Every Christmas, I look forward to being sent a gift bag from my granny, the lovely Esther Porter. Each year, she lovingly makes a batch of her mouthwatering homemade apple butter and cans it, adding a jar to a Christmas bag to be sent out to each of her grandchildren. She adds lots of homemade Christmas cookies too: chocolate chip (my personal favorite), sugar, and more. And things like Santa potholders, dish towels and candles... whatever she finds that she thinks we will enjoy. I always feel so warm and fuzzy when I get to open my Christmas bag and the feeling continues each time I dive into one of these treats.
Yesterday, my family stopped by a pumpkin patch and they were selling delicious apples that were fresh picked from a local orchard! They looked so good, I decided to buy some and try my hand at Granny's Apple Butter recipe. For a special fall treat, I've decided to share it with you! You just have to agree to one thing before you make it: be like Granny and gift a jar to someone you love. The whole batch will probably taste better if you do!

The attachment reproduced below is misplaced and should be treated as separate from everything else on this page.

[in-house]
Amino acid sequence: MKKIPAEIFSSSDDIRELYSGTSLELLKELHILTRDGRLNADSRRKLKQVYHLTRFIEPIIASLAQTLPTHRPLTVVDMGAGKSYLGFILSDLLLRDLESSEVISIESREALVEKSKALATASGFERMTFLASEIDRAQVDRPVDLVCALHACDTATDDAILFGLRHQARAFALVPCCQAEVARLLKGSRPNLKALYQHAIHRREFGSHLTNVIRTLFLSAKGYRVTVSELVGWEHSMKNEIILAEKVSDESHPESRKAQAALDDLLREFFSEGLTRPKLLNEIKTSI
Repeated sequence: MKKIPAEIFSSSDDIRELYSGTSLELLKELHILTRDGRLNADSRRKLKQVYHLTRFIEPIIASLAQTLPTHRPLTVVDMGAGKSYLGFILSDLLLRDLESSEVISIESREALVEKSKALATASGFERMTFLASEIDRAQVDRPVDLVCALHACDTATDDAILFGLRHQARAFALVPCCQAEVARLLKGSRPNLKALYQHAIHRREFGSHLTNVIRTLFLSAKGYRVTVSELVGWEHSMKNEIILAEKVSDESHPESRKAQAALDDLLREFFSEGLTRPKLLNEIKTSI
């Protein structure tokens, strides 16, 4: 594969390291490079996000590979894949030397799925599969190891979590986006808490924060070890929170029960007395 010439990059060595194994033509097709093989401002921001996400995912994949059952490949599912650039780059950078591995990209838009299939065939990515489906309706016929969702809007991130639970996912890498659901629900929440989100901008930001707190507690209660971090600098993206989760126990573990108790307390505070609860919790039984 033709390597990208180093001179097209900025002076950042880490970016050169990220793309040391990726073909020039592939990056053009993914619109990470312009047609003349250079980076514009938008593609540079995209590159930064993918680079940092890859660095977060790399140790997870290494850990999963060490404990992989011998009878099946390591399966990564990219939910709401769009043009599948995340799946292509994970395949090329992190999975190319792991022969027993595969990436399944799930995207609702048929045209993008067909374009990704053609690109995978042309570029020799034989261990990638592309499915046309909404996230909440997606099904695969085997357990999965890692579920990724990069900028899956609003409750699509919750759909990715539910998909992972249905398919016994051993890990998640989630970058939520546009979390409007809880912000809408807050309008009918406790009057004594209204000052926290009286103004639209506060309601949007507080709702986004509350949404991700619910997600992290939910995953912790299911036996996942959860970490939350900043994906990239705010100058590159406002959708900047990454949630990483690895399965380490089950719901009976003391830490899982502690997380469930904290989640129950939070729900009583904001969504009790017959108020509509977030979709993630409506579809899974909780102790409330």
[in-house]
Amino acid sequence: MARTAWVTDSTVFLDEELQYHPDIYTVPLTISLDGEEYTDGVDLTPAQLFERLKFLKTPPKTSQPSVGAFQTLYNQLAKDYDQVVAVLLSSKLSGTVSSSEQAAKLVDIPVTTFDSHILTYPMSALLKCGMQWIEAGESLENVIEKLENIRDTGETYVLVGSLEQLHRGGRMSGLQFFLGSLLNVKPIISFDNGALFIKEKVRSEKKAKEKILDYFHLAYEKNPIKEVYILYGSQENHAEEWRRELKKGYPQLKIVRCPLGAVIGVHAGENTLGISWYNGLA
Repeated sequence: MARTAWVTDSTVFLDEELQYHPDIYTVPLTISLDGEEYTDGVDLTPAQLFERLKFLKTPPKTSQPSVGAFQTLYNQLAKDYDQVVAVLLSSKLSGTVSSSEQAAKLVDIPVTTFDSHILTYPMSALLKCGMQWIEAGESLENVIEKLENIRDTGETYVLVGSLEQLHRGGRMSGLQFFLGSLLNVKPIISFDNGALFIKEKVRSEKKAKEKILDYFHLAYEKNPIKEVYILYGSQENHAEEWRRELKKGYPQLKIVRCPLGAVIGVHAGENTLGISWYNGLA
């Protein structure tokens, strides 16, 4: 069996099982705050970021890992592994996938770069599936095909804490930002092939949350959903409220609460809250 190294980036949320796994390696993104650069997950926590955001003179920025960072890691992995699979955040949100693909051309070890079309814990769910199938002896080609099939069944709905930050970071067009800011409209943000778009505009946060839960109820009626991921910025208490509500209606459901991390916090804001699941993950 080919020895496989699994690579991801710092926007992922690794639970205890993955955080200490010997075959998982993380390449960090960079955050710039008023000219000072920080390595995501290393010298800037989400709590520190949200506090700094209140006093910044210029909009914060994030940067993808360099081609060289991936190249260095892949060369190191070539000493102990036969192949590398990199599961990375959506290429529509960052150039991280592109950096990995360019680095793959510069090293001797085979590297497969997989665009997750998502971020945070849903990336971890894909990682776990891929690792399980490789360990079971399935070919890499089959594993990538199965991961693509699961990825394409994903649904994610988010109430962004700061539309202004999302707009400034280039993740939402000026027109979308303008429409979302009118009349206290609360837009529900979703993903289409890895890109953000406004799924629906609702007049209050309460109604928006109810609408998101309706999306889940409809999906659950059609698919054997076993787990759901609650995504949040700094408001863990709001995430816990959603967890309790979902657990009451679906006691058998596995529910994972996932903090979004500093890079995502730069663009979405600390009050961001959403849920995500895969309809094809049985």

I found that Braeburn apples work best for this recipe because they break-down really easily when cooked. You'll need about 3 lb. Fill your slow-cooker with peeled, cored and sliced apples. Add the sugar, cinnamon, nutmeg, allspice, cloves, salt and water/cider (I used water) and stir until evenly mixed. Cover and cook on low setting for about 7-9 hours or until the butter is of a thick, spreadable consistency. If apple butter has too much liquid, remove lid and cook on high until thickened. Stir often as butter thickens to prevent scorching. If it looks like its getting too thick but needs to be cooked longer, add water or cider, 1/4 cup at a time, then stir.
Variation: For a less sweet apple butter, try substituting 1 cup honey for the sugar.
Yield: approximately 5 cups. Store in refrigerator for up to 6 weeks. Freeze or can for longer storage. To can, pack into hot jars leaving 1/4-inch headspace and let sit in a boiling water bath for 10 minutes. Remove and let cool. Jars are sealed once the pop-top is depressed.